Fair use or fair dealing (depending on the country whose laws apply) allows use of a copyrighted work for the purposes of criticism or review. This extends to quotations that form part of book reviews and other critical material. Permission to quote is not required in such instances, provided the extracts are not substantial and are genuinely required for the purposes of review or criticism. For works of shorter length, such as songs, permission to re-use shorter extracts may be required. All sources must be credited – title and author at minimum – in order for fair dealing to apply.
Additional guidelines on permissions:
Author seeks permission to reproduce material which that author has previously published: The corresponding author is responsible for obtaining written permission to reproduce the material "in print and other media" from the publisher of the original source, and for supplying Wiley with that permission. A RightsLink facility for requesting permission from Wiley journals is available on each journal's website. The corresponding author is also responsible for completing and returning to the editorial office or the publisher the journal-specific copyright transfer form, and any financial disclosure forms that might be required for a particular journal. These forms are usually found on each journal's website. Forms may also be available from the journal's editorial office.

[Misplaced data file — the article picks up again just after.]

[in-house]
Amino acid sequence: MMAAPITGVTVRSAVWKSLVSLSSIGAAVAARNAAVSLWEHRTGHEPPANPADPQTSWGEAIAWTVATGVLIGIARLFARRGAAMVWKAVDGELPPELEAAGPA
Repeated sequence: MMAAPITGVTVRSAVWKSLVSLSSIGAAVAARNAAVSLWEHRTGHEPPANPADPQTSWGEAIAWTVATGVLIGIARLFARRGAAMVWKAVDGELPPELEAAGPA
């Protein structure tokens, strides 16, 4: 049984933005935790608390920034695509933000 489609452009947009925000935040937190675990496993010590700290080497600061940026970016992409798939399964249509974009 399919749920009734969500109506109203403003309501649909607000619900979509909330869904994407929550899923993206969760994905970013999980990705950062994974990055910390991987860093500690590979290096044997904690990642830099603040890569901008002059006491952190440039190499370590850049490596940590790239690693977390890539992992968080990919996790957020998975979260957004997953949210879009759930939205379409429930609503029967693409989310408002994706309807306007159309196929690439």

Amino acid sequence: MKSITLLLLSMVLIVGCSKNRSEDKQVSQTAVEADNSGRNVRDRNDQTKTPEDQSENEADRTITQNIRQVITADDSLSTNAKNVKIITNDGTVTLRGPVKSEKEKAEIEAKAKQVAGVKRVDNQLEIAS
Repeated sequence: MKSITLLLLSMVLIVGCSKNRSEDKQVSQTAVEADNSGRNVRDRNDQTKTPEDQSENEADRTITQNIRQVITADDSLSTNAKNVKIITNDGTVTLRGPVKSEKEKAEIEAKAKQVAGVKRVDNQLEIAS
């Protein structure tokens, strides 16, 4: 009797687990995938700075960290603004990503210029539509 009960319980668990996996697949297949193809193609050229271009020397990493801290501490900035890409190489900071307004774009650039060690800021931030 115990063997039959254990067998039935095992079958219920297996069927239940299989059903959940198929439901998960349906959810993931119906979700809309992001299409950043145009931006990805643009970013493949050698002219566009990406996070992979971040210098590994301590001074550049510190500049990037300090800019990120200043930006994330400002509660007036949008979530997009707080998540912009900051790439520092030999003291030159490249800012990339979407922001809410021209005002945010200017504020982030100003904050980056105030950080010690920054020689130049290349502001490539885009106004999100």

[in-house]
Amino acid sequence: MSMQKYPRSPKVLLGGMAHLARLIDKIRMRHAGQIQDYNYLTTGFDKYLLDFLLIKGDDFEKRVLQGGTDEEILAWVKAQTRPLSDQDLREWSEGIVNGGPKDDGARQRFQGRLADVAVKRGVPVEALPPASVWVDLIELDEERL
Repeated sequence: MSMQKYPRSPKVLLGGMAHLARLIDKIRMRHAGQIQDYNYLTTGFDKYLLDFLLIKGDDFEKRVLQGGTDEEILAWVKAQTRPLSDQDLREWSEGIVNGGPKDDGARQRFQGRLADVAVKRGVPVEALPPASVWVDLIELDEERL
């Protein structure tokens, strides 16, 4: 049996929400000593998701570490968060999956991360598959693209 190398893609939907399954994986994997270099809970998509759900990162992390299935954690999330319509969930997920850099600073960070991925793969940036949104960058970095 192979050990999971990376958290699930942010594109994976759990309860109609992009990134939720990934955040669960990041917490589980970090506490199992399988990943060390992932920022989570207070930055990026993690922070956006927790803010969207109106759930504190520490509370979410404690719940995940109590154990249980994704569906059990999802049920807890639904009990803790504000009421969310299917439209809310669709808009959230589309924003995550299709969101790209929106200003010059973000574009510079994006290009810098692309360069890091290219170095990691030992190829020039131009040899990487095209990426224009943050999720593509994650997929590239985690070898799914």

Author retains copyright: If you, the author, have retained the copyright, it is still likely that the first journal will have required an exclusive license to publish, which means that you are not in a position to authorize another journal to republish. As a general rule, it is essential to obtain written permission from the original publisher or society to reproduce the relevant material if this is not made clear in the Agreement or license you signed for that publisher or society. It will always be necessary to seek permission to re-publish unless the license you have signed is clearly for non-exclusive rights only.
Copyright rests with the original publisher: Where the previous publisher owns the copyright, the copyright line on the re-published contribution should refer to the previous publisher. In these cases, the copyright line that will appear on the published contribution will be e.g., © 2013 Oxford University Press.